Walk around in the central parts of Malmö and you’ll likely stumble upon a local art gallery. Ranging from local artists to international galleries, there is something for most art aficionados in Malmö.
The Gallery Night (or more recently Gallery Week as it has been so popular they had to extend it) is a magical event for anyone interested in the creative arts. The whole central area of Malmö comes alive at night for a week in September, when every single gallery and loads of popup galleries on top of stay open all night for art lovers to browse, drink, buy and enjoy themselves. And, perhaps more importantly, it gives local artists a unique opportunity to reach the people of Malmö.
Walking around Malmö you might accidentally come across a tiny and often cheese-oriented art exhibition by the local artist Anonymouse, but you could also walk right by if you don’t pay attention (and no one could really blame you). Scattered around the city are little fictional mouse-related businesses, such as Ricotta Records, Barbershop Hair and Furever, or Sacrebleus Jazz Club. Some are in nearby Lund, and there is even one on Isle of Man for whatever reason!
The tiny worlds are not only meticulously laid out and beautifully built, they are also very cleverly placed in areas one would not shed one thought on had it not been for the tiny mouse establishments temporarily occupying the space, forcing you to pay attention to the smallest details of the city streets.
The city itself hasn’t been late to embrace this new art form, and has even dubbed itself “The Mice Capital of Scandinavia” in this video that highlights Anonymouse’s mouse amusement park:
The most recent project was a cozy harbor in a fountain at the hospital area, where health workers, locals, and visitors could marvel at the tiny boats, docks, clock towers, and restaurants included in the exhibit.
The miniature work of Anonymouse has made worldwide headlines because of how unique it is, and if you get a chance to view one of them in person, it’s definitely a unique treat.
From the amazing street murals scattered across the city, to the ever-changing graffiti walls; street art is not only embraced in Malmö, it is Malmö.
The Artscape initiative started in Malmö in 2014 and created Europe’s first street art festival responsible for most of the murals all over the city. 2021 saw the launch of a new Artscape project centered around the Sofielund neighborhood, where murals from both local and international artists have started appearing on the walls.
Head over to Folkets park south-western corner for an ever-changing graffiti gallery displaying the voice of Malmö. Or the designated wall at parking garage P-huset Anna, located a bit more central, where you almost always see someone working on something new.
The street murals at Grynbodgatan/Ostindiefarargatan (pictured above) brighten up an otherwise drab parking lot, as do the murals in Holma
Ribban beach—very popular during the warmer months—can be a great destination even deep into southern Swedish winter (which usually hovers around 0°C/32°F). All throughout winter, the people of Malmö can be seen walking out on Ribersborg’s Pier 1 for a uniquely Nordic experience; ice-swimming at Kallis. Or at least very-cold-water-swimming, since Öresund isn’t always covered by ice in the winter.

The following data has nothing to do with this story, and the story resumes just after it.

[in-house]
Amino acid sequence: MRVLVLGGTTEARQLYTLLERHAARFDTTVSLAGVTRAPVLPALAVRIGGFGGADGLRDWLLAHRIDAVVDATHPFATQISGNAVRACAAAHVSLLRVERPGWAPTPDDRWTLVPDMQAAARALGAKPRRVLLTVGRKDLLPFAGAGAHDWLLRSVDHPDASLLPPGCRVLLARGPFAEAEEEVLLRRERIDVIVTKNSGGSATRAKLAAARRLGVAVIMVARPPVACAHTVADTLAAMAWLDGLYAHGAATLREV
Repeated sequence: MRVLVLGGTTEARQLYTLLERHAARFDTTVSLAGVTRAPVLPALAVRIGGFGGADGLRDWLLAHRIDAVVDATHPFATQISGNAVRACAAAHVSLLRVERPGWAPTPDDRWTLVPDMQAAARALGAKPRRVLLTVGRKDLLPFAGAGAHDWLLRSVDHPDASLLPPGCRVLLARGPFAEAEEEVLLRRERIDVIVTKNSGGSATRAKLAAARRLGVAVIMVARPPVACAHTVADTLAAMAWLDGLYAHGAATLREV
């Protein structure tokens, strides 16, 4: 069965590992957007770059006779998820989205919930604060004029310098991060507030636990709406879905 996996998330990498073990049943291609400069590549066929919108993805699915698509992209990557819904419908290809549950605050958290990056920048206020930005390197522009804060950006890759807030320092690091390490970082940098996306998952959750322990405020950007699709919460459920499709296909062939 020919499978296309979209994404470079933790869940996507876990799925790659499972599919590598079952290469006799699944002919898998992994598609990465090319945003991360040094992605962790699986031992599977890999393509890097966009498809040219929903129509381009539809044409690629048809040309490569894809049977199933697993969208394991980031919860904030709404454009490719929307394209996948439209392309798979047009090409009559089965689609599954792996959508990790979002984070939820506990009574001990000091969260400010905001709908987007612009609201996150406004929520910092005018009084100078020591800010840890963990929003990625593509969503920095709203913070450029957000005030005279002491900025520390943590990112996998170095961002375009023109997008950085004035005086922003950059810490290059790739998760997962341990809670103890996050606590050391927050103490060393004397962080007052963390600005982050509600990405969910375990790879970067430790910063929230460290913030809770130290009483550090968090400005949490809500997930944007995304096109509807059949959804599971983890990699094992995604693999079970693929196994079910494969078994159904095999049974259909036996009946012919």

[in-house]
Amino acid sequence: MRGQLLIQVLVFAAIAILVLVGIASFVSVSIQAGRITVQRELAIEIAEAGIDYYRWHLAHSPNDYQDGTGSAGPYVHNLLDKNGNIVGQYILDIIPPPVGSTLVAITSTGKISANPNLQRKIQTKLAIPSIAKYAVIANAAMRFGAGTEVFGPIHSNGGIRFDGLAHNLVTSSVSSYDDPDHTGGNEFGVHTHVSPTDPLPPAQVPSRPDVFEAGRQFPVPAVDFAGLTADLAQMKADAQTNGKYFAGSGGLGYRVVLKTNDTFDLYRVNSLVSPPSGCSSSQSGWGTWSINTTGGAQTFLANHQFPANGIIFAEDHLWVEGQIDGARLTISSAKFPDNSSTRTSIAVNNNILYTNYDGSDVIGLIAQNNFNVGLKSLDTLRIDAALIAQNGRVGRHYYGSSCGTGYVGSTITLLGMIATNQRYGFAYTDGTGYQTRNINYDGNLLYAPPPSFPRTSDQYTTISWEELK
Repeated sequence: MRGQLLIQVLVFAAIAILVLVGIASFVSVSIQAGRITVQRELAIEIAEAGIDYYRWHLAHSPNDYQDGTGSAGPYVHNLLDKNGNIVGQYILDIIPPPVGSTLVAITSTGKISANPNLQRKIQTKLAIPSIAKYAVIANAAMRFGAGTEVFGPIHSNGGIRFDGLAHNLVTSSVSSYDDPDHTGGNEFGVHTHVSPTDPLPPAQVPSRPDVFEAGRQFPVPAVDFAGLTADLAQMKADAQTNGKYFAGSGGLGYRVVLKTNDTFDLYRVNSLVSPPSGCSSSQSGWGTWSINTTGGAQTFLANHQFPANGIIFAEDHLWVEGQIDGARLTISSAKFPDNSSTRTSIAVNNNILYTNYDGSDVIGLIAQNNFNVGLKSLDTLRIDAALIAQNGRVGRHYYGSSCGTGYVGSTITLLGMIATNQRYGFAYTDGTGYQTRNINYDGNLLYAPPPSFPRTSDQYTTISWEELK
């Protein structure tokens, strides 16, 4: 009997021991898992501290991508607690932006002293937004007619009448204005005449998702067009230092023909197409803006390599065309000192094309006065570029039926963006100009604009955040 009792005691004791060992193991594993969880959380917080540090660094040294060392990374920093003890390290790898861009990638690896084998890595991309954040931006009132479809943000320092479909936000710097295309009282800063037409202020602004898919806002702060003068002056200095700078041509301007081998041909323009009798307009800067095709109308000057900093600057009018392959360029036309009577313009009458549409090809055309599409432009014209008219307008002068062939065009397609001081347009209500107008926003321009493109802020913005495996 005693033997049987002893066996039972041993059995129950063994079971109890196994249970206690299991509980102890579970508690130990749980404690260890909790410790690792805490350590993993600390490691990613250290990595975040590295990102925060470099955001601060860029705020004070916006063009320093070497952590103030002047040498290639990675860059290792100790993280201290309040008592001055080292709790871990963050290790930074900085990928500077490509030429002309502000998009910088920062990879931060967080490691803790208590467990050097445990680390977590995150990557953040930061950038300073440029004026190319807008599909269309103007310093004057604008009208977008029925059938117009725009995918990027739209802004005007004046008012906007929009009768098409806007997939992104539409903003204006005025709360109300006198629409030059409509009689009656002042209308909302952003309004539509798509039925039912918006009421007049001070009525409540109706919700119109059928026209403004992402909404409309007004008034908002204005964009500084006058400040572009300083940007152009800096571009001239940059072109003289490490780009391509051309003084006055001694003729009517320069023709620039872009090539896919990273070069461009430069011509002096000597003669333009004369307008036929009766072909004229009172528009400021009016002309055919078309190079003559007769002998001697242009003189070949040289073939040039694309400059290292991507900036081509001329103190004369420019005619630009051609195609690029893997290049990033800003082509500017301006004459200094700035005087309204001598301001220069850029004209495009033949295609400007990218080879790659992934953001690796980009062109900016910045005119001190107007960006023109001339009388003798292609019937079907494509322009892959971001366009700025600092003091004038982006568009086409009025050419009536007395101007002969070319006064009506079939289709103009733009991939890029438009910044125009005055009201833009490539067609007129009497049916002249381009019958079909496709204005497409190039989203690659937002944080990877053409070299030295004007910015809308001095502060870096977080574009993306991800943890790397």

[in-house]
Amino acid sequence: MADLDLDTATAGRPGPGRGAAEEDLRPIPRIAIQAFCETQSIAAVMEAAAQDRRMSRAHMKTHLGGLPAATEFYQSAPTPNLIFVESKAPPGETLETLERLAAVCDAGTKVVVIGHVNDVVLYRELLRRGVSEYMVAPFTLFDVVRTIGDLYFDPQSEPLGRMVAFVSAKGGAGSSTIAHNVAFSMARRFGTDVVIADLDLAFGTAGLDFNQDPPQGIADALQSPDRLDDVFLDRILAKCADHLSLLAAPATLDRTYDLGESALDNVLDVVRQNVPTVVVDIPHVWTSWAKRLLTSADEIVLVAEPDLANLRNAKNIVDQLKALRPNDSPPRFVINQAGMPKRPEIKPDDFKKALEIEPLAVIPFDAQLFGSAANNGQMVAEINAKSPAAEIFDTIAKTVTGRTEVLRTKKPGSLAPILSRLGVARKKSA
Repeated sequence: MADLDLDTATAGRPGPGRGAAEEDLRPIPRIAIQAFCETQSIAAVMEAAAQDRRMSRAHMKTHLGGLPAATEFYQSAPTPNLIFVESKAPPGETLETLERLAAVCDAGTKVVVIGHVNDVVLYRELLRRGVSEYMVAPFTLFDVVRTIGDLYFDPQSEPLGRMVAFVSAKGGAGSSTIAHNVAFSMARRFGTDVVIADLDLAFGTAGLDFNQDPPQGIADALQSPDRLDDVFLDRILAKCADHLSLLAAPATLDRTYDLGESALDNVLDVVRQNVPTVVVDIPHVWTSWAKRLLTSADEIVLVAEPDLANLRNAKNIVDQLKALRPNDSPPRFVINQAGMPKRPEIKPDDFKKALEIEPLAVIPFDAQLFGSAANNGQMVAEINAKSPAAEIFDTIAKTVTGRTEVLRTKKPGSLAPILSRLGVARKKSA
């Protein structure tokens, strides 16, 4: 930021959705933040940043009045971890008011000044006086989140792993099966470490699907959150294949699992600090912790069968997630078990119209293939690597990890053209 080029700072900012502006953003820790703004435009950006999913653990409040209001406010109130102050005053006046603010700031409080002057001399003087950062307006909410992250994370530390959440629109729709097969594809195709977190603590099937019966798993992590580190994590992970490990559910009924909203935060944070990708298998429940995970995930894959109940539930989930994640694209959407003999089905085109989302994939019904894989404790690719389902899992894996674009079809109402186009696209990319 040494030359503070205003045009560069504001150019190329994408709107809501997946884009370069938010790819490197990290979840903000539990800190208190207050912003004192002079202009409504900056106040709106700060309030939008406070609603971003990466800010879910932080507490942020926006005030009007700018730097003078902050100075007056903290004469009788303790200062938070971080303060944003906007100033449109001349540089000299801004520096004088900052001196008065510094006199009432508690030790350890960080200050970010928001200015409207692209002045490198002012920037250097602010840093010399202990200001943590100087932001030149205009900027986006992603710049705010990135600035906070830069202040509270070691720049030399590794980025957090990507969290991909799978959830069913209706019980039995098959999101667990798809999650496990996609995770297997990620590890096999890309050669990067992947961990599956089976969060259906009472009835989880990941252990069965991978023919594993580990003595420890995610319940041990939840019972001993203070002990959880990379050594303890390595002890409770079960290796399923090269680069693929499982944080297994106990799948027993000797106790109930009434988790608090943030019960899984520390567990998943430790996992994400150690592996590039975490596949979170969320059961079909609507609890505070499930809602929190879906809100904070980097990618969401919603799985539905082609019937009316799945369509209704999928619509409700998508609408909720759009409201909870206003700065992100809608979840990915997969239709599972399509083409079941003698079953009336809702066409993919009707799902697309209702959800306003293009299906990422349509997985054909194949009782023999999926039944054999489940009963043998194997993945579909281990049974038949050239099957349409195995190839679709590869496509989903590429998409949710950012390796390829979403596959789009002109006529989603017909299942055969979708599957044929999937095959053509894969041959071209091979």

Ribersborgs kallbadhus (as it’s officially called) is an open-air public bath open for skinny dipping all year long and nothing short of a Malmö classic.
Located on Ribersborg beach pier 1, the bathhouse has two separate sections for men and women, each with two saunas and a hot tub to get warm after the cold dip. There is also a mixed sauna for those who prefer that, and a cozy cafe/restaurant in connection to the bath.
Ice-dipping is a very popular winter activity in most of the Nordics, and is used as a well-being tactic to strengthen your immune system and create bonds with friends and family. The ice-cold water has been observed to elevate your body’s production of white blood cells, which in turn make you more resistant to common colds and the likes.
So what better way to spend a grey winter day in Malmö, than to do the most Nordic thing you could and boost your immune system in the process?
Turning Torso is a brainchild of award-winning architect Santiago Calatrava, the neo-futurist twisting tower reaches 54 stories and 190 m/623 feet up in the air, which makes it the tallest building in the Nordics.
The building turns 90 degrees from bottom to top, and was planned as part of the extravagant Bo01 housing exhibition area that surrounds it in Västra hamnen, an innovative, sustainable, and super walkable neighborhood with cozy alleys and canals mixed with ocean boardwalks and… an enormous twisting skyscraper tower.
The most Malmö way to shop might be to walk along the so-called “shopping streets” that are going through the central parts of the city, from the Central station going south through Södergatan, Gustav Adolfs torg, Södra förstadsgatan, Triangeln, and all the way down to Södervärn/Möllevången. For the most part this is a pedestrians-only street packed with shop after shop.
The square markets are generally a good source of fruits and vegetables, and are mostly happening at Möllevången or Gustav Adolfs torg.
At “Möllan” you’ll also find the very hipster-friendly shopping mall Mitt Möllan, as well as a whole bunch of smaller unique international food shops. For fashion and vintage head on over to Davidshall for an endless amount of cute little vintage shops.